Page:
Rising up against numbers is intimidating, and several words throughout “Untitled Blues” suggest this tendency created by our fear to challenge the majority. Komunyakaa uses words and phrases such as “mask” (4), “painted on” (5), “copacetic” (9), “pretend” (18), “snow jobs” (21), and “see-through” (23). These words all suggest the act of hiding something. In this case, they’re hiding the deep roots of racism that was prevalent in the South. The reoccurrence of these types of words throughout the poem enforces Komunyakaa’s message. These words aren’t targeting or blaming any group or individual in particular. Instead he targets the city as a whole. Komunyakaa presents New Orleans as having both literal and metaphorical connections with the act of hiding from issues. Metaphorically, in lines 22-24, the speaker characterizes the entire city as displaying these tendencies—“night & day, the city / clothed in her see-through / French lace”. The city as a whole puts on a mask that is see-through. Everyone knows the issue is there—we can all see it. As a literal connection, the speaker mentions a place in New Orleans called Storyville, an area whose characteristics were far from reality, where people escaped to get drunk and where prostitution was legal (“1903: Storyville”). Even the name “Storyville” denotes a place where people can go to escape reality and jump into make believe stories of happiness, drunkenness, song, and laughter. Denying those places of happiness, however, is not an easy task. Even Komunyakaa acknowledges the struggle that exists when facing a serious social issue, as the speaker tries “to look into the eyes / of the photo, at a black boy / behind a laughing white mask / he’s painted on” (1-5), an image that clearly represents a struggle with race. The young boy in the image is described as being “locked inside your camera” (36), stuck there until the racial segregation that is holding him back ends, or at least fizzles out. But in order for that to happen, the people in the poem who are jiving, dancing, and getting drunk at local honky-tonks need to step out from behind these masks of happiness. Although it is hard, it is vital in moving through issues that have left stains on our society. Unfortunately, there aren’t many of us who are willing to step up.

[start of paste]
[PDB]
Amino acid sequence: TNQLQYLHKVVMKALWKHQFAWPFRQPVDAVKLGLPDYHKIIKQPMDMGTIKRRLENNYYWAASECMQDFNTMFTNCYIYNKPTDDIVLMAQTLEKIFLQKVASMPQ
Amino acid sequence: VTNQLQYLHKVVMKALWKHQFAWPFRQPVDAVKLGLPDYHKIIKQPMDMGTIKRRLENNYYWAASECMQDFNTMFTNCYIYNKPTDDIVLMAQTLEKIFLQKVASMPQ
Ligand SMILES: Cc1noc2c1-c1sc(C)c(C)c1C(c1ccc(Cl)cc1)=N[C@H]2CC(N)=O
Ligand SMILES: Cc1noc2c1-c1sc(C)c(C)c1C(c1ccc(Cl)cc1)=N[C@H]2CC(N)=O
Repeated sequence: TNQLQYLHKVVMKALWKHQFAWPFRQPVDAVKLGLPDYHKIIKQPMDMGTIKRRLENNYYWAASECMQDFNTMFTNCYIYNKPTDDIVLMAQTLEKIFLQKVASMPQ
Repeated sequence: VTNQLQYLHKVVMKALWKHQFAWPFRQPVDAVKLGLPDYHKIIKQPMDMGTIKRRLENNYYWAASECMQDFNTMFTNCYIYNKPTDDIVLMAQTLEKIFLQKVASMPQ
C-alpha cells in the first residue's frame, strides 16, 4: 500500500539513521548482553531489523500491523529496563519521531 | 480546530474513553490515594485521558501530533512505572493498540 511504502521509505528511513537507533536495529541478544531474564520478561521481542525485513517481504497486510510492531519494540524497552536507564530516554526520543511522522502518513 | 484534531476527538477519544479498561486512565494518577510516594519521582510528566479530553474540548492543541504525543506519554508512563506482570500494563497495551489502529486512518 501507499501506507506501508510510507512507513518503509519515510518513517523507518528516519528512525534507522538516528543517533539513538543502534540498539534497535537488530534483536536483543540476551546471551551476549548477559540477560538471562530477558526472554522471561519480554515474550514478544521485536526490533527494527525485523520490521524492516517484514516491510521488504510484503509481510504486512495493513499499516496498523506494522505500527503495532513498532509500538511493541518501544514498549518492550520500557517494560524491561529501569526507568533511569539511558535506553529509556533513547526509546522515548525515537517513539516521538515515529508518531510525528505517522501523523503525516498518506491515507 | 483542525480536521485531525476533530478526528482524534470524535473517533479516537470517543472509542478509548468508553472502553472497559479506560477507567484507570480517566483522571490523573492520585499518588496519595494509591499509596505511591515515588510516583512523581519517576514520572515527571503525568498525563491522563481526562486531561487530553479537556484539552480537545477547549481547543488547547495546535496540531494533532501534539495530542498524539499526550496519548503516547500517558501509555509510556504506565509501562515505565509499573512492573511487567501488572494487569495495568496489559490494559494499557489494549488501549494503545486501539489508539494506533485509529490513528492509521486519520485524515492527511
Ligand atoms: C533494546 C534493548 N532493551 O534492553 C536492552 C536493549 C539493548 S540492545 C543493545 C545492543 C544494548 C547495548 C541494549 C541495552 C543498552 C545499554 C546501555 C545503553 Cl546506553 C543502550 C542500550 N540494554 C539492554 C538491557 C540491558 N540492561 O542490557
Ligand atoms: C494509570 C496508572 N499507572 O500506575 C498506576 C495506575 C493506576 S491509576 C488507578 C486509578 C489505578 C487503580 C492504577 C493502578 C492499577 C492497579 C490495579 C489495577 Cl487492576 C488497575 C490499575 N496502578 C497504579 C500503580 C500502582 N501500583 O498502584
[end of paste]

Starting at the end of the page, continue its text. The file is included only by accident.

Fear drives us to turn a blind eye and find masks to place over issues, granting us temporary happiness. What’s interesting is that the poem, which condemns this behavior, is actually committing the same crime that it is scorning. Although the poem is pointing out our tendency to choose the cowardly ‘hiding’ option, the speaker in the poem chooses that option as well, making the poem engage in the very same ignorance that it is ridiculing. The structure of the poem defies the very message that the poem is enforcing. The poem begins with the prevalent issue of racism. Then, the speaker presents us with what sounds like two options. First, we are given the option to walk away and hide from the issue at hand. We could sing, dance, get drunk in honky-tonks, or walk down Bourbon. We could do whatever we want to do. Reading these “could” options, it is expected that there will be a ‘but this is your second option…” statement. However, the ‘but’ statement never appears. Instead, we find ourselves at the end of the poem, after getting drunk and tap dancing, back to square one, with the black boy still “locked inside your camera” (36) and the “mammy dolls frozen / in glass cages” (34-35). The speaker never explores the option that involves standing up against the racism that has—and continues to—clearly put a dent in society.